An artificial cornea made from pig skin could end our reliance on human donors and give millions of people worldwide back their sight.
The challenge: The cornea is a tough, transparent layer of tissue that covers the front of the eye. It helps focus light on the retina, and if it’s damaged by disease or injury, a person’s vision can suffer — worldwide, nearly 13 million people are blind due to problems with their corneas.
Only 1 out of every 70 people in need of a cornea transplant gets one.
For people with keratoconus — a disease that causes the cornea to thin and bulge out — the only way to correct severely impaired vision is with a cornea transplant from a human donor.
Only 1 out of every 70 people in need of a transplant gets one, though, and the majority of those in need live in low- or middle-income countries where treatment options are often limited and prohibitively expensive.
An artificial cornea: Researchers from Linköping University and Swedish company LinkoCare Life Sciences AB have now created and tested an artificial cornea made from ordinary pig skin — a widely available food industry byproduct that contains collagen, a main component of human corneas.
After purifying collagen molecules extracted from the pig skin, the researchers fashioned them into an eye implant that looks like a contact lens.
They then teamed up with surgeons in Iran and India to implant the artificial corneas in 20 people with keratoconus — 14 were blind, and 6 were close to losing their sight.
Instead of removing the damaged cornea and then suturing a new one into place (the standard procedure), the surgeons tried a simpler technique, using a laser to make an incision and then inserting the implant into the existing cornea — no sutures necessary.
The results: While the goal of the study was to test the safety of the artificial cornea, the researchers were surprised to see that their invention appeared to reverse the damage caused by keratoconus — participants’ corneas regained their thickness and normal curvature.
A two-year shelf life means the artificial corneas could be mass-produced and shipped wherever they’re needed.
As a group, their vision improved as much as it would have had they all received human donor corneas, and two years post-surgery, none of the previously blind participants were blind anymore. Three even had perfect 20/20 vision.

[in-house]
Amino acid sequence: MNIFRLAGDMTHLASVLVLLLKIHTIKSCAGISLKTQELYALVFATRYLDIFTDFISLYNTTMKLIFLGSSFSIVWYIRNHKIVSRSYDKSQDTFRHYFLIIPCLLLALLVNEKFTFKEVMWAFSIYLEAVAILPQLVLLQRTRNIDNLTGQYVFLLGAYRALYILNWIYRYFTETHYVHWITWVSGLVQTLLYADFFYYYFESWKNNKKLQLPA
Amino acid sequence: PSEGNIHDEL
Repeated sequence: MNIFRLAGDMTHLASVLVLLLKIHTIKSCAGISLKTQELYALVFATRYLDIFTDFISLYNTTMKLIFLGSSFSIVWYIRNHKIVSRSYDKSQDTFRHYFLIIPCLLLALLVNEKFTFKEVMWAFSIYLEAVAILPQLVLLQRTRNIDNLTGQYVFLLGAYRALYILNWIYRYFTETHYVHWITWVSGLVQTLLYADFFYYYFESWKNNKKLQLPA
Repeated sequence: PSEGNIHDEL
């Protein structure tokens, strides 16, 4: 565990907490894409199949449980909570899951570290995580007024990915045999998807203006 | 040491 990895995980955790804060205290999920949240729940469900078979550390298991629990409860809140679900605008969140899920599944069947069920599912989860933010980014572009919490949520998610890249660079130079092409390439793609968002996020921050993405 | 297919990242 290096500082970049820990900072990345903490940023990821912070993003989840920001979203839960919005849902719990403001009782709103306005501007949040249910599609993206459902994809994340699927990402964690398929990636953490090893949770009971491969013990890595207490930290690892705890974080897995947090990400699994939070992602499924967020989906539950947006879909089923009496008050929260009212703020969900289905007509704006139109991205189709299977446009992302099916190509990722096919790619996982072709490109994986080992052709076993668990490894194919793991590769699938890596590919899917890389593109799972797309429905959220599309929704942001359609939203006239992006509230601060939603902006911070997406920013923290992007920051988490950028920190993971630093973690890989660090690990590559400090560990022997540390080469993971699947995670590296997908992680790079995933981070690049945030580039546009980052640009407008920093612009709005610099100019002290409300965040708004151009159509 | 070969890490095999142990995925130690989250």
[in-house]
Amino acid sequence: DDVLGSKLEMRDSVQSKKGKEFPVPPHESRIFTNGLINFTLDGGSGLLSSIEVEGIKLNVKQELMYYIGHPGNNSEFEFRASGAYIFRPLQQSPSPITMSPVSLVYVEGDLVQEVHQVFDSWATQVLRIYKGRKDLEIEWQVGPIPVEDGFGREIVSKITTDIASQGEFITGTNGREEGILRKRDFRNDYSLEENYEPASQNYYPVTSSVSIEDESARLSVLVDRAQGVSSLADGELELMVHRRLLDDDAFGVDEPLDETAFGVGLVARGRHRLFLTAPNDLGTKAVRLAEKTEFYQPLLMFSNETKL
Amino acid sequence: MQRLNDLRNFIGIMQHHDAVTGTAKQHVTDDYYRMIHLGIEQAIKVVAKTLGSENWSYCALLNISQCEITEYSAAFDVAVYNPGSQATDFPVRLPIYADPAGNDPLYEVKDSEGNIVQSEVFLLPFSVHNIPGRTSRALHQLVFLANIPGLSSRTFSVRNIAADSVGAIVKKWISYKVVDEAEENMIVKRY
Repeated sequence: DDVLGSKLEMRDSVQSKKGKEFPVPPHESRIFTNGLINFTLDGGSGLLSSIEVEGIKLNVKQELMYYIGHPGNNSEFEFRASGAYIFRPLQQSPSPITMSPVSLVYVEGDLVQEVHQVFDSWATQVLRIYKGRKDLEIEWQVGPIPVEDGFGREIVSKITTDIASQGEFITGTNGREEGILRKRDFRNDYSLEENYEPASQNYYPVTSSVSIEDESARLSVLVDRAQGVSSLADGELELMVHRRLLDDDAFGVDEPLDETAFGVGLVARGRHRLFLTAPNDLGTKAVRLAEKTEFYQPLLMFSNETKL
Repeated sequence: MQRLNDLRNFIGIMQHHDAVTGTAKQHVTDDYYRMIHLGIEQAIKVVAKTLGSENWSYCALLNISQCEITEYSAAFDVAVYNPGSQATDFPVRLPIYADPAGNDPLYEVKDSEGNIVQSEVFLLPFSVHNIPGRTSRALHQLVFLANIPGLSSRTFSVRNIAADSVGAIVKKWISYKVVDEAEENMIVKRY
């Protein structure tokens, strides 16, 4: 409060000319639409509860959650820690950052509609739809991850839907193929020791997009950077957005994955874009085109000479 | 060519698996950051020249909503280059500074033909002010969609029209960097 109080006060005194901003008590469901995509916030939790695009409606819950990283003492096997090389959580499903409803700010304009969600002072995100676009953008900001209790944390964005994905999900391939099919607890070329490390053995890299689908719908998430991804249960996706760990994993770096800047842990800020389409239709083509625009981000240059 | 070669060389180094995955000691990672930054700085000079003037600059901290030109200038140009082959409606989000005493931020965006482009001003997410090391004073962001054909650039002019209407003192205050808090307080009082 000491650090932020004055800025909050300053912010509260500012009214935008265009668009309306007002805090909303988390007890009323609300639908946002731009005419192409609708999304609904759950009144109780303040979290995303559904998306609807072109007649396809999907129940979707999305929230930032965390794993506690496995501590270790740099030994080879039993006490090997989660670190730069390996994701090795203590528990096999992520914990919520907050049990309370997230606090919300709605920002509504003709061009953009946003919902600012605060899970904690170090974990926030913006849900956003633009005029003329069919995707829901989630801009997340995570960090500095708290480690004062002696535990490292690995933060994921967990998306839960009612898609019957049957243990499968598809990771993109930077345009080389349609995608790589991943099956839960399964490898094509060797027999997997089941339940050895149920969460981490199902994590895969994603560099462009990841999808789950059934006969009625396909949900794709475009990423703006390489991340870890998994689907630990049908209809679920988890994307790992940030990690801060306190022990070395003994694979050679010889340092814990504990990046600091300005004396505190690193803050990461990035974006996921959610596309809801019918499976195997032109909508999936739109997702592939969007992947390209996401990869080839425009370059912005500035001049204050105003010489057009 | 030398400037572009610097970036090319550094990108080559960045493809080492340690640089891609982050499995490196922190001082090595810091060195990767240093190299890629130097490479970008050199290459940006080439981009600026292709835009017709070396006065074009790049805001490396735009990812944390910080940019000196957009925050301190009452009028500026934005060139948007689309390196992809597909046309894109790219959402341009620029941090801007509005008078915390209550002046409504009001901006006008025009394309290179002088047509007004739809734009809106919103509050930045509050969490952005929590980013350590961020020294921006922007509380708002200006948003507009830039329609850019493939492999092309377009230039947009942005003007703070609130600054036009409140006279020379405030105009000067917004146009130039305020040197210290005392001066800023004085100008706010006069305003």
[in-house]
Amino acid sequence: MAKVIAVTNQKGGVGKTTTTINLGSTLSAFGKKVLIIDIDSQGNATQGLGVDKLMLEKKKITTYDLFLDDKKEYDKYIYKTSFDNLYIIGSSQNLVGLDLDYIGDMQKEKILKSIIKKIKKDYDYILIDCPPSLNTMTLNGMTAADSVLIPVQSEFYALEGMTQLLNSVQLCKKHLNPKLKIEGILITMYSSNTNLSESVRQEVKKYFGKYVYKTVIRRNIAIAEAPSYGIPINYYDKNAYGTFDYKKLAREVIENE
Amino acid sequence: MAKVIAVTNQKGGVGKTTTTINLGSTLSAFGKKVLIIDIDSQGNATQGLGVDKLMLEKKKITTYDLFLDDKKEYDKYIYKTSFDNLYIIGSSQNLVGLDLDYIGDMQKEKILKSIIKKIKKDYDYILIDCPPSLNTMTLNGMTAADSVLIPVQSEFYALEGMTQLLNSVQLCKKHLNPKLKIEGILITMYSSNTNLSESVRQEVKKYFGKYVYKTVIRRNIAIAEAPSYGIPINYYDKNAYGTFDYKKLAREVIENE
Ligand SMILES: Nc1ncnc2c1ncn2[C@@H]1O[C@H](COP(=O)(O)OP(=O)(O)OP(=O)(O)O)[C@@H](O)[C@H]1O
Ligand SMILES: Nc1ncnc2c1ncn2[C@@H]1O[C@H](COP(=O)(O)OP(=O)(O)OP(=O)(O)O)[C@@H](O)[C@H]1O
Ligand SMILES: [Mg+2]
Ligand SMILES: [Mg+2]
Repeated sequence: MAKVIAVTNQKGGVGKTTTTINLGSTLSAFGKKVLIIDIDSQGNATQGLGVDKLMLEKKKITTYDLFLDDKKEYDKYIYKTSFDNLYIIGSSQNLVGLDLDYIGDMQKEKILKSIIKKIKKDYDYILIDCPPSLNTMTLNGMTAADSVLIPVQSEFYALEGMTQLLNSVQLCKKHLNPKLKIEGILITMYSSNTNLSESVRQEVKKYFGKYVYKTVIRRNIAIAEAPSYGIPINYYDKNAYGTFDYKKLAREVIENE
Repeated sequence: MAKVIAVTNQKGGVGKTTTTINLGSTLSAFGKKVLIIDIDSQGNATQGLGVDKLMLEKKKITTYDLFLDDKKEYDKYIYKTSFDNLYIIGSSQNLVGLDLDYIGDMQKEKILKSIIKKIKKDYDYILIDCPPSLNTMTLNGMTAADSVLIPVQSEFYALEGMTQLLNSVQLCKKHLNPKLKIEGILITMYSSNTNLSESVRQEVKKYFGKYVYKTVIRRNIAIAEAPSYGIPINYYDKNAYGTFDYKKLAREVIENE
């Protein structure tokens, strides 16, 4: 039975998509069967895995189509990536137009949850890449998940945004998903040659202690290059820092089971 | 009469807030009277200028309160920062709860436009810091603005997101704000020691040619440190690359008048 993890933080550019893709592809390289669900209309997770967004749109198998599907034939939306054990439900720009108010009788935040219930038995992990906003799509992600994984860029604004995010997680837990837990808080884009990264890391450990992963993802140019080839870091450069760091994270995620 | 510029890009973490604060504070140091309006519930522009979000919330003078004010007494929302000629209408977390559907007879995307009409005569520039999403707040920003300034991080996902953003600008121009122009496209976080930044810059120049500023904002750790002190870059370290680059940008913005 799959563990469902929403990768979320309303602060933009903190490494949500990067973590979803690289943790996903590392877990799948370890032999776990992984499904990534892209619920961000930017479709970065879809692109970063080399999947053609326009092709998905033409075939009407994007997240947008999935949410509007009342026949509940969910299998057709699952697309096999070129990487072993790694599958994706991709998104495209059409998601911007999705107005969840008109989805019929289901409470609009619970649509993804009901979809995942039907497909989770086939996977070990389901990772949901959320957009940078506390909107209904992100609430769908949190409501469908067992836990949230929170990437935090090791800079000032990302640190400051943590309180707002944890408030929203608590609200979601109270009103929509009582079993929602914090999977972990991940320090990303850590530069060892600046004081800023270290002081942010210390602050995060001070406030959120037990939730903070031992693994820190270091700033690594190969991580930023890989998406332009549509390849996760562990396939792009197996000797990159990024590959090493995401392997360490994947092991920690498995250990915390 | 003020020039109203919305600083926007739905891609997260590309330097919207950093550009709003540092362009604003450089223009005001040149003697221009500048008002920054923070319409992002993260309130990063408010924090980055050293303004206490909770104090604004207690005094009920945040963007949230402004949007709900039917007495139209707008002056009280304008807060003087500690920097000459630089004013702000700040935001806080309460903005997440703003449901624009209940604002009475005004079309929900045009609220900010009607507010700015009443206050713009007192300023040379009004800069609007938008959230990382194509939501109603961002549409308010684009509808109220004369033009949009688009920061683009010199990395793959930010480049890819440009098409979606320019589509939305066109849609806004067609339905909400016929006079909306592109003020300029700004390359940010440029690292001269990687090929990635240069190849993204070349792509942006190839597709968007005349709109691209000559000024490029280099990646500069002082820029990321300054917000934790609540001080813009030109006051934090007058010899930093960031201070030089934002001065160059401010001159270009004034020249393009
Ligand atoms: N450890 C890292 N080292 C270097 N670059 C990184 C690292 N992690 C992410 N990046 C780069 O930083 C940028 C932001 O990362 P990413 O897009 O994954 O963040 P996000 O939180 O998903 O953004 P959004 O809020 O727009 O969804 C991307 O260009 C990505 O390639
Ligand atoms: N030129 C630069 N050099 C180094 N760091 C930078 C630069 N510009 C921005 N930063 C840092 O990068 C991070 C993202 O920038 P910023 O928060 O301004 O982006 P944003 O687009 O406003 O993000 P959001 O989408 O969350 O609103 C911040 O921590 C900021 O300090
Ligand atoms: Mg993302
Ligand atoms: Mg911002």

The unique transplantation technique also helped the eyes heal more quickly and could increase access to cornea transplants as “a less invasive method could be used in more hospitals, thereby helping more people,” according to researcher Neil Lagali.
Better option: The artificial corneas could be more than a one-to-one replacement for donor corneas — they could be an improvement on them.
While donated corneas have to be used within two weeks, an artificial cornea can be stored for two years — Lagali says this means they could be mass-produced and shipped wherever they’re needed.
The artificial corneas don’t require recipients to take immunosuppressants long term, either — trial participants used immunosuppressive eye drops for just eight weeks in case the collagen spurred an immune reaction.
“There’s always a risk for rejection of the human donor tissue because it contains foreign cells,” Lagali told NBC News. “Our implant does not contain any cells … so there’s a minimal risk of rejection.”
Looking ahead: The researchers’ next goal is a trial involving at least 100 people in the US and Europe. They also want to see if their artificial cornea can be used to treat people with other eye conditions.
If they can get approval from regulators, they hope their eye implants will be able to restore sight in people without access to donor corneas and traditional transplantation methods.
“We really designed this material and technology and surgical procedure to be adopted in areas of the world where there are really low resources,” Lagali said. “Those are the same areas of the world where the burden of blindness due to this disease is the highest.”
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